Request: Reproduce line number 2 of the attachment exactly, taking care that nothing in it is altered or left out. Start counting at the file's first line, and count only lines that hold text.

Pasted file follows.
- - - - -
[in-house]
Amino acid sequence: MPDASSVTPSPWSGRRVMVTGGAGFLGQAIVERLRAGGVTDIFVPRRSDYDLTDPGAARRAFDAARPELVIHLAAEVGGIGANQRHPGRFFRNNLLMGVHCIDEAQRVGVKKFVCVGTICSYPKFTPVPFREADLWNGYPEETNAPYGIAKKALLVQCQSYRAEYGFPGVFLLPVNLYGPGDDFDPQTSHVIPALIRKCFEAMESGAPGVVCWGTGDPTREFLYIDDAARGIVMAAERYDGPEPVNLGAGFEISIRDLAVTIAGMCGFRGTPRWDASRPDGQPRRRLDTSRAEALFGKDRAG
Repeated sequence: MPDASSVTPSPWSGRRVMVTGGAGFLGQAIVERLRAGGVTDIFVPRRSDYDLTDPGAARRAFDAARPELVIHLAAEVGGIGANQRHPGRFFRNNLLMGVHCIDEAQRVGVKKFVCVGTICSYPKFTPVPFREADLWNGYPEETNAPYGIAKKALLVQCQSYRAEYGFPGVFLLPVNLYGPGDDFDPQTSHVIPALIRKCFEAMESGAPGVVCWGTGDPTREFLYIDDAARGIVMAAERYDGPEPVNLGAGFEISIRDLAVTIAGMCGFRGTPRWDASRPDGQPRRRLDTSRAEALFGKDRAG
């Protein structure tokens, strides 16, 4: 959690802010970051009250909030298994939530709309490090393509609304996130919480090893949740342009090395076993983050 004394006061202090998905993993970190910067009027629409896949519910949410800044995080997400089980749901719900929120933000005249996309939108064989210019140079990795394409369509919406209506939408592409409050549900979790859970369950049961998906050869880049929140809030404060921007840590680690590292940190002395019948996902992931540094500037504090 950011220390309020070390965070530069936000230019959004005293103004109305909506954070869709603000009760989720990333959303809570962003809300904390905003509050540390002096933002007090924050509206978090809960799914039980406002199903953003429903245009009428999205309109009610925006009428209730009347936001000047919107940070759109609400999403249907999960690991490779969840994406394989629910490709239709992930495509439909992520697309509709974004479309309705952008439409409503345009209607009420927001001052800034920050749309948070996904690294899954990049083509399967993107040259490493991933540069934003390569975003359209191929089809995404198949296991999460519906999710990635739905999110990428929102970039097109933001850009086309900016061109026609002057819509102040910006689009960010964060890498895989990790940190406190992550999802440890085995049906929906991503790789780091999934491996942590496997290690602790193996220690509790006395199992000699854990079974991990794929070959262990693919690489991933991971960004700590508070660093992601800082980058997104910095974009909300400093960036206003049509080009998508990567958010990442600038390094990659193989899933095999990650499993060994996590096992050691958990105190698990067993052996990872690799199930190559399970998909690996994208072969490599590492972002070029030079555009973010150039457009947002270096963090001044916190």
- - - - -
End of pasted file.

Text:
Amino acid sequence: MPDASSVTPSPWSGRRVMVTGGAGFLGQAIVERLRAGGVTDIFVPRRSDYDLTDPGAARRAFDAARPELVIHLAAEVGGIGANQRHPGRFFRNNLLMGVHCIDEAQRVGVKKFVCVGTICSYPKFTPVPFREADLWNGYPEETNAPYGIAKKALLVQCQSYRAEYGFPGVFLLPVNLYGPGDDFDPQTSHVIPALIRKCFEAMESGAPGVVCWGTGDPTREFLYIDDAARGIVMAAERYDGPEPVNLGAGFEISIRDLAVTIAGMCGFRGTPRWDASRPDGQPRRRLDTSRAEALFGKDRAG